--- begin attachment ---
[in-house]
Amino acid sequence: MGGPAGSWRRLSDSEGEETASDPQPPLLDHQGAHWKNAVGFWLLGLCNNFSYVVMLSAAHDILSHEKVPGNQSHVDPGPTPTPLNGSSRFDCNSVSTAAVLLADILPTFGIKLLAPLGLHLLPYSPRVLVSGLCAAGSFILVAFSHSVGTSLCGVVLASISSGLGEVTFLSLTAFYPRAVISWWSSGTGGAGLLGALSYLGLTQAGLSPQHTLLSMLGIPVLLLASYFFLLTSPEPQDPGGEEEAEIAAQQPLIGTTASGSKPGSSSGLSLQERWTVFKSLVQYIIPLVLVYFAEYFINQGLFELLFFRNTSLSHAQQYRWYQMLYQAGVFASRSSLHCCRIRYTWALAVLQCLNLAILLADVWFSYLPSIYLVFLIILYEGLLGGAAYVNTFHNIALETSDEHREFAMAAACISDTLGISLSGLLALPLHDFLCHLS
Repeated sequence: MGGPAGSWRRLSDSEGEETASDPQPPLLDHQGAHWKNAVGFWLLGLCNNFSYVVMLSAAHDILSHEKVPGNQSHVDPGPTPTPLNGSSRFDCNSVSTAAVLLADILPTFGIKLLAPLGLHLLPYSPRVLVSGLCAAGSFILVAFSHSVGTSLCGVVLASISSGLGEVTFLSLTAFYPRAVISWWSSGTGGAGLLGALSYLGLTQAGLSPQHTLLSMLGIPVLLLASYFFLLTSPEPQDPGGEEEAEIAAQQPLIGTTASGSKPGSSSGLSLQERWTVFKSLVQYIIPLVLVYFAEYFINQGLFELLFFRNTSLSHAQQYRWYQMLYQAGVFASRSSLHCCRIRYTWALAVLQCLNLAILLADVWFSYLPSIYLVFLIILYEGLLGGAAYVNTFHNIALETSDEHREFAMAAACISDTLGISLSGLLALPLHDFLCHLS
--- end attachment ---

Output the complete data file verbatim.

[in-house]
Amino acid sequence: MGGPAGSWRRLSDSEGEETASDPQPPLLDHQGAHWKNAVGFWLLGLCNNFSYVVMLSAAHDILSHEKVPGNQSHVDPGPTPTPLNGSSRFDCNSVSTAAVLLADILPTFGIKLLAPLGLHLLPYSPRVLVSGLCAAGSFILVAFSHSVGTSLCGVVLASISSGLGEVTFLSLTAFYPRAVISWWSSGTGGAGLLGALSYLGLTQAGLSPQHTLLSMLGIPVLLLASYFFLLTSPEPQDPGGEEEAEIAAQQPLIGTTASGSKPGSSSGLSLQERWTVFKSLVQYIIPLVLVYFAEYFINQGLFELLFFRNTSLSHAQQYRWYQMLYQAGVFASRSSLHCCRIRYTWALAVLQCLNLAILLADVWFSYLPSIYLVFLIILYEGLLGGAAYVNTFHNIALETSDEHREFAMAAACISDTLGISLSGLLALPLHDFLCHLS
Repeated sequence: MGGPAGSWRRLSDSEGEETASDPQPPLLDHQGAHWKNAVGFWLLGLCNNFSYVVMLSAAHDILSHEKVPGNQSHVDPGPTPTPLNGSSRFDCNSVSTAAVLLADILPTFGIKLLAPLGLHLLPYSPRVLVSGLCAAGSFILVAFSHSVGTSLCGVVLASISSGLGEVTFLSLTAFYPRAVISWWSSGTGGAGLLGALSYLGLTQAGLSPQHTLLSMLGIPVLLLASYFFLLTSPEPQDPGGEEEAEIAAQQPLIGTTASGSKPGSSSGLSLQERWTVFKSLVQYIIPLVLVYFAEYFINQGLFELLFFRNTSLSHAQQYRWYQMLYQAGVFASRSSLHCCRIRYTWALAVLQCLNLAILLADVWFSYLPSIYLVFLIILYEGLLGGAAYVNTFHNIALETSDEHREFAMAAACISDTLGISLSGLLALPLHDFLCHLS